Skip to content

Securities Fraud

On July 21, 2010, the Dodd-Frank Wall Street Reform & Consumer Protection Act was signed into effect, finally giving teeth to the SEC whistleblower program.  The Act entitles securities fraud whistleblowers to between 10-30% of SEC recoveries for original information prompting “any judicial or administrative action brought by the commission under the securities laws that results in monetary sanctions exceeding $1,000,000.” Prior to the Dodd-Frank Act, there was no minimum whistleblower award — meaning that successful whistleblowers could risk their careers and still receive nothing — and the maximum award was only 10%.  As a result, prior to the enactment of the Dodd-Frank Act, few whistleblowers were motivated to come forward and those that did come forward were awarded with paltry sums if they received any reward at all.

Consider Madoff whistleblower, Harry Markopolis. His warnings to the SEC of the largest securities fraud in American history went largely ignored, and he received nothing for uncovering the $50 billion fraud. While it must be little constellation to Markopolis, under the newly enacted Dodd-Frank Act, he would be entitled to a minimum of 10% of any disgorgement, pre-judgment interest, and civil-penalty that the SEC ultimately recovers from the Madoffs.

Likewise, there has been muted buzz about the recent SEC payout to whistleblowers’ Karen and Glenn Kaiser, who received the largest SEC whistleblower award to date — $1,000,0000 — for reporting Mrs. Kaiser’s ex-husband, David Zilkha, for insider-trading. Zilkha, a former Microsoft employee, allegedly gave insider-information about Microsoft to hedge-fund manager, Arthur Samberg, at Pequot Capital. While the $1M award was extremely large compared to previous sums paid to whistleblowers by the SEC, it would have been a minimum of almost three-times that amount under the new Dodd-Frank provisions (the Pequot SEC settlement was $28 million). And if the beefed-up SEC whistleblower program is even close to as promising as its cousin — the False Claims Act — then the Kaiser whistleblower award will be paled by future SEC whistleblower awards. The Department of Justice estimates that $13 billion has been recovered under the federal False Claims Act since the act was overhauled in 1986 and that more than $2 billion has been paid to whistleblowers.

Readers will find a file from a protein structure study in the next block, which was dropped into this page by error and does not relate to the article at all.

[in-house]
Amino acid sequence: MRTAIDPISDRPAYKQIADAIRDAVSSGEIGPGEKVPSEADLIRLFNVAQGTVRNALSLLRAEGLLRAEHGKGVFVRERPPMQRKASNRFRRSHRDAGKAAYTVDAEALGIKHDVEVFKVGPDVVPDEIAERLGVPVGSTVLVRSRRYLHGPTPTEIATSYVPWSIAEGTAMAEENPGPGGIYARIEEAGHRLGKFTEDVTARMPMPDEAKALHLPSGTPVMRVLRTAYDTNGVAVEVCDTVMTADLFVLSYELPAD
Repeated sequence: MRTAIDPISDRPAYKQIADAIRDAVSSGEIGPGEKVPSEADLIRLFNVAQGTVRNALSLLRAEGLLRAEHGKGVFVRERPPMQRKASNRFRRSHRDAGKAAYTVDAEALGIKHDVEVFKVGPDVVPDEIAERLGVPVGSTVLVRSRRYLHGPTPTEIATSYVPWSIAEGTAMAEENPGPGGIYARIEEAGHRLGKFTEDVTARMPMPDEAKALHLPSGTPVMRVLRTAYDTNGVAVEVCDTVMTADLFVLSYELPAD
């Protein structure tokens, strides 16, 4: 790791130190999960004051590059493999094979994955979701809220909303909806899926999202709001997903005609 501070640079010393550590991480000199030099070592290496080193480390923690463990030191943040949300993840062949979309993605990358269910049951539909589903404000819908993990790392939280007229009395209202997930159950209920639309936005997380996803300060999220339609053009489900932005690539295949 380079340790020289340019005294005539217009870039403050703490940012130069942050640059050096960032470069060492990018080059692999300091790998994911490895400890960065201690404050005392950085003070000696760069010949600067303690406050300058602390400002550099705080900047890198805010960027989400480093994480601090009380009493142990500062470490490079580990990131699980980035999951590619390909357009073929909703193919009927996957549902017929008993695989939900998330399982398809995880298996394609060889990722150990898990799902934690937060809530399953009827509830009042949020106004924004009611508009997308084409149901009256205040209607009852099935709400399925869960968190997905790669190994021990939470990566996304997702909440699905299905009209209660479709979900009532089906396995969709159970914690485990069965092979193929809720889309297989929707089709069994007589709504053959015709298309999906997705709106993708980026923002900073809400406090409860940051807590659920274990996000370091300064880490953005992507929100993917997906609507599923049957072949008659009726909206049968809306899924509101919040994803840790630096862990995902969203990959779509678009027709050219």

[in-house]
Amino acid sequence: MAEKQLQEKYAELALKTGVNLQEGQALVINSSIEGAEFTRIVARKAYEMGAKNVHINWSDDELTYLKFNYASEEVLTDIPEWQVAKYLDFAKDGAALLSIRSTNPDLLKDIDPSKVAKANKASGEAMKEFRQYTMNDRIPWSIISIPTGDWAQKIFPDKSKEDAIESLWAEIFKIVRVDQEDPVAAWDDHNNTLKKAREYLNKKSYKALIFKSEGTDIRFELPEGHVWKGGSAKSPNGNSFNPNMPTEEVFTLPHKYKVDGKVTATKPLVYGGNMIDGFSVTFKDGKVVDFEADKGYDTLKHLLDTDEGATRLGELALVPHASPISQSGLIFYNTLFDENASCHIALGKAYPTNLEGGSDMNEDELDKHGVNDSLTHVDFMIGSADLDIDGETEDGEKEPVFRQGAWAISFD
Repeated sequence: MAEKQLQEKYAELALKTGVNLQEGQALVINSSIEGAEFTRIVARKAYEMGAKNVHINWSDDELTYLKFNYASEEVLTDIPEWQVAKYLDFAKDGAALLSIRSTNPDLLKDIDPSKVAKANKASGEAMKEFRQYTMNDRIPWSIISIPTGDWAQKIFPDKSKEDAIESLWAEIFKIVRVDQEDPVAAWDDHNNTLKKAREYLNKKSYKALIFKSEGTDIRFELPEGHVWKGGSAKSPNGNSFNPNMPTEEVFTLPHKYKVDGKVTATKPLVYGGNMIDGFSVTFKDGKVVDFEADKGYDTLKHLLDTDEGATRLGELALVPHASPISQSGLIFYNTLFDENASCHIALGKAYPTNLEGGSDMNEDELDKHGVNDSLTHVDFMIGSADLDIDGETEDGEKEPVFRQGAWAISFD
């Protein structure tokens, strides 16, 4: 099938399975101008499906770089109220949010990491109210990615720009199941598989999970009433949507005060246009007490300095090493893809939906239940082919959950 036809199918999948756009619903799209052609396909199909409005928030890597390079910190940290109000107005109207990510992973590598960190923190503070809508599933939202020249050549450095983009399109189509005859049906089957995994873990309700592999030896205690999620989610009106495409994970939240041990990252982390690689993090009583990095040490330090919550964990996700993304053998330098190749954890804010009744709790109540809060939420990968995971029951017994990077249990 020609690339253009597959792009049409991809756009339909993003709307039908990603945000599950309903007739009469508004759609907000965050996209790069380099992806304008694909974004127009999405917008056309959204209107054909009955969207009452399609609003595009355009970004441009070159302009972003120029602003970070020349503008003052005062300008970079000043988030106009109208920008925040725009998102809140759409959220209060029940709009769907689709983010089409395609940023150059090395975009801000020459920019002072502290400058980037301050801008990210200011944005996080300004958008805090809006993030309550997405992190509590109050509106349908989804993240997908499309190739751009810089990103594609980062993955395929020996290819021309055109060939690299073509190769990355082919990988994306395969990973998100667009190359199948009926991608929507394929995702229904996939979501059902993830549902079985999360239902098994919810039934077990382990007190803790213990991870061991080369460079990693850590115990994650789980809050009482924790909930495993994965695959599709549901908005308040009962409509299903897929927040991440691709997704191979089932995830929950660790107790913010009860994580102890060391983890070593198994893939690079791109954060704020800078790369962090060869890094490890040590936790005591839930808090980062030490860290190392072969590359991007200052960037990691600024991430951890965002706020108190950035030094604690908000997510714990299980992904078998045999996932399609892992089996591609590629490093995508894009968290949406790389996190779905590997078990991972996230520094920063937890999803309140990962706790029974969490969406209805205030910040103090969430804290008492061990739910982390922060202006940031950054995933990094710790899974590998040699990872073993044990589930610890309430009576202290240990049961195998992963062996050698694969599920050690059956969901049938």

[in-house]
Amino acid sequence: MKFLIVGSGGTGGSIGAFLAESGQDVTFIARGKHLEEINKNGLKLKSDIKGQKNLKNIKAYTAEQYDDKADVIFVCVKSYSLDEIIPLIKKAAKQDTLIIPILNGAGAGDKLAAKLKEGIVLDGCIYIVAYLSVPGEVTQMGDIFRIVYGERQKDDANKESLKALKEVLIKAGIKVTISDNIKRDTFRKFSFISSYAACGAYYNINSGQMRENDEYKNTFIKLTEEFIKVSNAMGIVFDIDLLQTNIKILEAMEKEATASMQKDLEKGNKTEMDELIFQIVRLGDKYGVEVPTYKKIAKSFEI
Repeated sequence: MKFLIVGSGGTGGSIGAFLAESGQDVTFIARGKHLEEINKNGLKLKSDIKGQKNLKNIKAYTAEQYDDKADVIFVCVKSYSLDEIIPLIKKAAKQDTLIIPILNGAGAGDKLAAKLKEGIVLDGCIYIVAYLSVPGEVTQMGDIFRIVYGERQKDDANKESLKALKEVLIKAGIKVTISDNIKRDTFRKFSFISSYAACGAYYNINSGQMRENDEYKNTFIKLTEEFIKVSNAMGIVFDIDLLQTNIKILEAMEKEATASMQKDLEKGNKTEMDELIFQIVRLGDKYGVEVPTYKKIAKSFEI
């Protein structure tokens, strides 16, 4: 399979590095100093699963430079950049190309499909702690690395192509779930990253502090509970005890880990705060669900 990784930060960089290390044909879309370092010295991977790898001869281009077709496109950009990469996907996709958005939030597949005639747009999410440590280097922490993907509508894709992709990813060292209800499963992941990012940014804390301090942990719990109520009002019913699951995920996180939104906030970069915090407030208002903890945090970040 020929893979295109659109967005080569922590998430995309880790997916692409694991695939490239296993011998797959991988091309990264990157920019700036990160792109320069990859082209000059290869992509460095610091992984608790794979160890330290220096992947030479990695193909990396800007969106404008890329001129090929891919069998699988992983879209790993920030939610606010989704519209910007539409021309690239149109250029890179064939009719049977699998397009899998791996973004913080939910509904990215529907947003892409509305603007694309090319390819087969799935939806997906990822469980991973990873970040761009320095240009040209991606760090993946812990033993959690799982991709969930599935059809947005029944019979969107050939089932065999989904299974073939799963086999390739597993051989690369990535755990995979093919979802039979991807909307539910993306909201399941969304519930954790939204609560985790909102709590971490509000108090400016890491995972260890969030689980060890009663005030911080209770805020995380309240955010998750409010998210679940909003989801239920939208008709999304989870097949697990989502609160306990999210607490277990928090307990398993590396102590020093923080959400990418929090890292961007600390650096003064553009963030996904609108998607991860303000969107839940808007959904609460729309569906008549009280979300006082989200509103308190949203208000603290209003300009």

The new SEC whistleblower provisions  under the Dodd-Frank Act also expand the scope and types of fraud to which the program applies.  Previously, the SEC only paid rewards for information regarding insider-trading, such as that paid to the Kaisers for the Pequot insider-trading fraud. This could be particularly important in the area of Foreign Corrupt Practices Act investigations, which have international implications and have historically amounted for some of the SEC’s largest settlements and judgments (e.g., in 2009 KBR paid $402 million in criminal fines; in 2008 Siemens paid $450 million).

Perhaps most importantly, the new provisions provide that a whistleblower’s identity may be protected and held confidential if the whistleblower reports its original information to the SEC by and through his or her attorney. After the investigation is concluded, however, a whistleblower will have to reveal her identity in order to receive the statutory share of the award. Exactly how these new provisions will be implemented is ultimately up to the SEC and has yet to be determined. Pursuant to Section 924, the SEC must promulgate rules and regulations for implementing the whistleblower reward and protection provisions of the Dodd-Frank Act within 270 days of its enactment — on or before April 18, 2011.

Although the new whistleblower provisions are in their infancy, Frohsin & Barger’s attorneys are well-versed in whistleblower litigation in general and are responsible for record recoveries under the False Claims Act; accordingly, we are poised to be among the few niche law firms that break ground using these latest fraud-fighting tools provided in the Dodd-Frank Act. Read the Act in its entirety below (the whistleblower provisions begin at Section 922):

Dodd-Frank Wall Street Reform & Consumer Protection Act

View this document on Scribd

To report securities fraud, contact Frohsin & Barger.

Leave a Reply

Fill in your details below or click an icon to log in: Logo

You are commenting using your account. Log Out /  Change )

Google+ photo

You are commenting using your Google+ account. Log Out /  Change )

Twitter picture

You are commenting using your Twitter account. Log Out /  Change )

Facebook photo

You are commenting using your Facebook account. Log Out /  Change )


Connecting to %s

%d bloggers like this: